In this week’s Dispatches from The Secret Library, Dr Oliver Tearle enjoys some good bad poetry courtesy of The Joy of Bad Verse I’ve long been a fan of Nicholas Parsons. No, not that one – although who could fail to appreciate the sharp wit of the Just a Minute host? – but Nicholas T. […]
On Longfellow’s glorious rain poem The US poet Henry Wadsworth Longfellow (1807-82) is best-known for The Song of Hiawatha, and for growing a beard to hide the marks of a family tragedy, but he also wrote many other celebrated poems. And then there’s ‘The Rainy Day’, which isn’t numbered among his most famous. But it […]
Are these the best hymns to urban life? There are countless classic poems about the countryside, but what great poems have been written about the city and urban life? We’ve tried to include a range of cities here, so although there are three on London and two on New York, there’s also one on Paris, […]
On Lawrence’s fine poem about all things green Was D. H. Lawrence (1885-1930) an imagist? He’s well-known as a novelist, slightly less celebrated as a poet and a writer of some truly wonderful short stories. But how should we categorise his poetry? Can he be labelled, and analysed as, ‘imagist’? Here is his fine short […]
On one of American literature’s forgotten poets The American poet Adelaide Crapsey (1878-1914) is not much remembered now, but she left one mini poetic legacy: the cinquain. The word ‘cinquain’ had existed before her miniature verse innovation, but Crapsey co-opted it to describe the five-line unrhymed form which she used in her finest poetry. Previously, […]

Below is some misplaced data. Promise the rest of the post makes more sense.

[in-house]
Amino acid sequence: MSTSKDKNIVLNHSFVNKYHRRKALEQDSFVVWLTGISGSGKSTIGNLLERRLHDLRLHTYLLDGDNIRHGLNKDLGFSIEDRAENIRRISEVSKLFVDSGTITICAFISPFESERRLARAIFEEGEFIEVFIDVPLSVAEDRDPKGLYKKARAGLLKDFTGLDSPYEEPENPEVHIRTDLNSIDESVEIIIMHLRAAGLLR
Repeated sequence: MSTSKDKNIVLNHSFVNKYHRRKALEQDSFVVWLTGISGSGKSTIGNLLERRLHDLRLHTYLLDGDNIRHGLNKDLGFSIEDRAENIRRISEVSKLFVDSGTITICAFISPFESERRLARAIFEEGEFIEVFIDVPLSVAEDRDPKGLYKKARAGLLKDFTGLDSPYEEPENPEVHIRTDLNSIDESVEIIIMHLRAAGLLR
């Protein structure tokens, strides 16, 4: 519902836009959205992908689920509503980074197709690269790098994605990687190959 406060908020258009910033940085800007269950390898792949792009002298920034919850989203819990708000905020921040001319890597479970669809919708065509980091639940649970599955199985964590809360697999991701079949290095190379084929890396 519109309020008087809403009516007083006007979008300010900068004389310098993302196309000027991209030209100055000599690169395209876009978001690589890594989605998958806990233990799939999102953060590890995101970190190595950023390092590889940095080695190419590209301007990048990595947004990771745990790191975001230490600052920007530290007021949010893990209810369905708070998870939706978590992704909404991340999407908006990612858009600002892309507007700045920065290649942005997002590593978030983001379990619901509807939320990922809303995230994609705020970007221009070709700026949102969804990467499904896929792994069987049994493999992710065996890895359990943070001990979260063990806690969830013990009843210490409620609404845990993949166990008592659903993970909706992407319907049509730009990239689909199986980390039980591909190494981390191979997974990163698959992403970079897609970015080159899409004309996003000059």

On a well-known children’s rhyme We continue our short pieces about star-related poems today, following on from yesterday’s post about Emily Dickinson’s star-poem. ‘Twinkle, twinkle, little star’ is a well-known children’s poem, and yet, like many well-known things, how well do we actually know it? Who wrote it, for instance? And who can recite the […]
On a curious Dickinson poem Emily Dickinson (1830-86) rarely did things the simple way. She used rhyme, but just as often used half-rhyme or pararhyme; she almost always wrote in quatrains, but sometimes broke away from these to write longer stanzas; when she writes about snow she does so without ever actually mentioning that that […]
In this week’s Dispatches from The Secret Library, Dr Oliver Tearle revisits the deftly plotted fantasy novels of Michael Moorcock It’s not as well-known as it should be that C. S. Lewis nominated his fellow Inkling, J. R. R. Tolkien, for the Nobel Prize in Literature. In 1961, the Chronicles of Narnia author put forward […]
Notes towards a commentary on Donne’s ‘The Extasie’ John Donne (1572-1631) didn’t write ordinary love poems. Arguably the first of the ‘metaphysical poets’, Donne writes about love in a refreshingly direct and honest way. And yet, as the label ‘metaphysical’ suggests, his poetry is also full of complex and convoluted images and analogies, and decidedly […]
The best water-themed poems Previously, we’ve offered our pick of the best rain poems, the best river poems, and the best sea poems. Now, we’re broadening the focus a little to ‘the best water poems’… Anonymous, ‘The Seafarer’. This 124-line poem is often considered an elegy, since it appears to be spoken by an old sailor looking back […]
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